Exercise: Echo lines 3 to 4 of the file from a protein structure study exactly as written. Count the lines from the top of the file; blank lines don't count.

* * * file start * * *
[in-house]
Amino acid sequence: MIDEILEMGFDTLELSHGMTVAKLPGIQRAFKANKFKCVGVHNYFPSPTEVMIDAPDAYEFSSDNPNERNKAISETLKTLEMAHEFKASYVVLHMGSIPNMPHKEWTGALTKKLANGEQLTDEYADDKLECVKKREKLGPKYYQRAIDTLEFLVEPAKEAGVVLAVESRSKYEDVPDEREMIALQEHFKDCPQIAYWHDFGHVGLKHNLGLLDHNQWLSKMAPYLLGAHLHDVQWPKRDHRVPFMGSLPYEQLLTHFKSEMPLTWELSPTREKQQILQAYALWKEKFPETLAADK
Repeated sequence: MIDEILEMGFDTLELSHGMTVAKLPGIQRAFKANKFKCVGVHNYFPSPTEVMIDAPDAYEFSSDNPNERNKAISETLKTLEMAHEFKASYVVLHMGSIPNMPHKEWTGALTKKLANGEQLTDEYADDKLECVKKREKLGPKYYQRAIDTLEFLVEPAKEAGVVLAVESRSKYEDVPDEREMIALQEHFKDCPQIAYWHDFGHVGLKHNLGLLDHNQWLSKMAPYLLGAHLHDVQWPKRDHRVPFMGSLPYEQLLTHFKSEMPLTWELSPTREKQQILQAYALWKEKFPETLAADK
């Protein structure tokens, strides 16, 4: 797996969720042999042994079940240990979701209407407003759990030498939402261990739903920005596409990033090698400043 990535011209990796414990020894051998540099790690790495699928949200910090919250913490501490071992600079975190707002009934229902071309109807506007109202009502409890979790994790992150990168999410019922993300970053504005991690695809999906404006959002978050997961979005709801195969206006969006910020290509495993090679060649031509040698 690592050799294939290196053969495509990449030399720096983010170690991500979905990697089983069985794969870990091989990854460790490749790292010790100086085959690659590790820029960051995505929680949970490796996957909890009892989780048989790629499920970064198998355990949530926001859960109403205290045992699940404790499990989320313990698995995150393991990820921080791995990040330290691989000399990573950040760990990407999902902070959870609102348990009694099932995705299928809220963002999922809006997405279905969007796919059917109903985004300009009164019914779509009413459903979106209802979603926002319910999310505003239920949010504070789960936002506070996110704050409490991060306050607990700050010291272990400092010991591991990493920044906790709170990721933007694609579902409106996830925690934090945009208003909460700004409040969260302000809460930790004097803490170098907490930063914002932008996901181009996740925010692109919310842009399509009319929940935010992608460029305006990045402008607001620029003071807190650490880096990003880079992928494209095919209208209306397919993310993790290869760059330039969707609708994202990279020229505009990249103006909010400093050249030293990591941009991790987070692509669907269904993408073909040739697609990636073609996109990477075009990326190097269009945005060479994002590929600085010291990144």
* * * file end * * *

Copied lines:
Repeated sequence: MIDEILEMGFDTLELSHGMTVAKLPGIQRAFKANKFKCVGVHNYFPSPTEVMIDAPDAYEFSSDNPNERNKAISETLKTLEMAHEFKASYVVLHMGSIPNMPHKEWTGALTKKLANGEQLTDEYADDKLECVKKREKLGPKYYQRAIDTLEFLVEPAKEAGVVLAVESRSKYEDVPDEREMIALQEHFKDCPQIAYWHDFGHVGLKHNLGLLDHNQWLSKMAPYLLGAHLHDVQWPKRDHRVPFMGSLPYEQLLTHFKSEMPLTWELSPTREKQQILQAYALWKEKFPETLAADK
């Protein structure tokens, strides 16, 4: 797996969720042999042994079940240990979701209407407003759990030498939402261990739903920005596409990033090698400043 990535011209990796414990020894051998540099790690790495699928949200910090919250913490501490071992600079975190707002009934229902071309109807506007109202009502409890979790994790992150990168999410019922993300970053504005991690695809999906404006959002978050997961979005709801195969206006969006910020290509495993090679060649031509040698 690592050799294939290196053969495509990449030399720096983010170690991500979905990697089983069985794969870990091989990854460790490749790292010790100086085959690659590790820029960051995505929680949970490796996957909890009892989780048989790629499920970064198998355990949530926001859960109403205290045992699940404790499990989320313990698995995150393991990820921080791995990040330290691989000399990573950040760990990407999902902070959870609102348990009694099932995705299928809220963002999922809006997405279905969007796919059917109903985004300009009164019914779509009413459903979106209802979603926002319910999310505003239920949010504070789960936002506070996110704050409490991060306050607990700050010291272990400092010991591991990493920044906790709170990721933007694609579902409106996830925690934090945009208003909460700004409040969260302000809460930790004097803490170098907490930063914002932008996901181009996740925010692109919310842009399509009319929940935010992608460029305006990045402008607001620029003071807190650490880096990003880079992928494209095919209208209306397919993310993790290869760059330039969707609708994202990279020229505009990249103006909010400093050249030293990591941009991790987070692509669907269904993408073909040739697609990636073609996109990477075009990326190097269009945005060479994002590929600085010291990144």